Systems biology and integrative analysis

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Many research projects involve multiple sources of data, and integration of these types of data is often one of the primary challenges in conducting the data analysis. Such projects could include multiple -omics data sets, such as measuring the effect of an epigenomic mark from ChIP-seq on gene expression from RNA-seq; or a mixture of molecular and clinical data, such as associations between genomic variants and disease states, response to drugs, and confounding factors like age, sex, and ethnicity. Correctly bringing together different data types requires a deep understanding of the biological context of the project, knowledge of the available statistical methods for describing and testing associations between different types of data, and awareness of the limitations of each type of measurement.

The CRI provides access to MetaCore, a commercial platform of expert-curated molecular interactions and biological pathways, and allows for the integration of transcriptome, proteome, and metabolome data sets. MetaCore serves as the primary systems biology platform for pathway analysis for CRI projects in model mammalian and human studies, and is available for UIC researchers to use for an hourly fee. Please contact us if you are interested in using MetaCore.

The CRI provides extensive expertise in data integration, and utilizes a number of resources to supplement the data sets collected within individual projects, including publicly available data sets like GEO, TCGA, and DAVID; and commercial tools and databases, such as MetaCore and Transfac. Researchers interested in our assistance are encouraged to contact us to schedule a consultation or service request where we can discuss the solutions available for your project.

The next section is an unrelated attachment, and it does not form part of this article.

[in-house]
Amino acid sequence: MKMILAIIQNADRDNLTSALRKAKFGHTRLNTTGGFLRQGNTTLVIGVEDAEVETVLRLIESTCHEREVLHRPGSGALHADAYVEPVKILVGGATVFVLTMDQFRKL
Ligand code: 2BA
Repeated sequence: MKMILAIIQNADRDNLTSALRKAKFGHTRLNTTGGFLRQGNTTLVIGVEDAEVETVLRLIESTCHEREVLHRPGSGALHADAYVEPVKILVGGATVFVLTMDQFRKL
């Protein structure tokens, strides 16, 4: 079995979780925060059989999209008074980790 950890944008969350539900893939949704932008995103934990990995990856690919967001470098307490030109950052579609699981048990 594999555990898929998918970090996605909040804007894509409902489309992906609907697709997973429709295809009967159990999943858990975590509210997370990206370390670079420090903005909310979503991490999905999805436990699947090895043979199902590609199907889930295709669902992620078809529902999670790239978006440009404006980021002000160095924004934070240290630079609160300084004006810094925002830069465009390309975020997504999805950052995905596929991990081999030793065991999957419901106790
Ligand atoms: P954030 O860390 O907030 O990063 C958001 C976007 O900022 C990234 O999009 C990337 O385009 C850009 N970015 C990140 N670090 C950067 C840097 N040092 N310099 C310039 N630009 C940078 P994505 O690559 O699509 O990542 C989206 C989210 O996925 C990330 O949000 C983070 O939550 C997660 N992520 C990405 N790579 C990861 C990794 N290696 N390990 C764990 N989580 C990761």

As examples, past projects requiring data integration have included:

  • Systems-level integration multiple of -omics data across two species: we analyzed transcriptomics (RNA-seq) and proteomics (mass spectrometry) data in Alzheimer's disease, collected from both mouse models and human subjects. Differential expressed genes and proteins were identified from each platform and each species, and pathway analysis was performed on set separately in MetaCore to identify biological functions impacted by molecular-scale changes. The pathway-level results allowed us to directly compare the affected systems both across platforms, and between species. Furthermore, we mined the affected pathways for key molecular players and constructed molecular interaction networks within MetaCore to identify molecules to target for follow-up studies.
  • Whole-transcriptome gene expression microarray data from patients with sickle cell disease (SCD) were analyzed individually (N-of-1) for significantly enriched pathways using FAIME, and patients were compared based on the significance of each misregulated pathway. This strategy is more robust to the large person-to-person variability typically seen in gene expression, and is more easily applied across transcriptomics platforms (e.g., microarray vs. RNA-seq). From the pathway-level results we identified two distinct SCD subtypes. One subtype was strongly associated with higher mortality and poorer clinical prognosis, suggesting the need for more intensive therapeutic clinical strategies for these patients. A classifier was built on the pathway enrichments from this gene set and validated in several additional cohorts.
  • Comparison of ChIP-seq and gene expression data to evaluate the epigenetic effects of nitric oxide (•NO) in breast cancer development. ChIP-seq from multiple histone modifications as a result of •NO treatment was compared to untreated breast cancer cells, and peak locations with increased or decreased enrichment were identified. These peak groups were associated with both proximal and distal genes, and we tested whether such putatively regulated genes were associated with up- or down-regulation in response to •NO. We then searched for enriched transcription factor binding motifs around differentially regulated histone modifications to identify transcription factors potentially co-involved in gene regulation. We also obtained enriched gene ontologies from DAVID to highlight the affected biological pathways.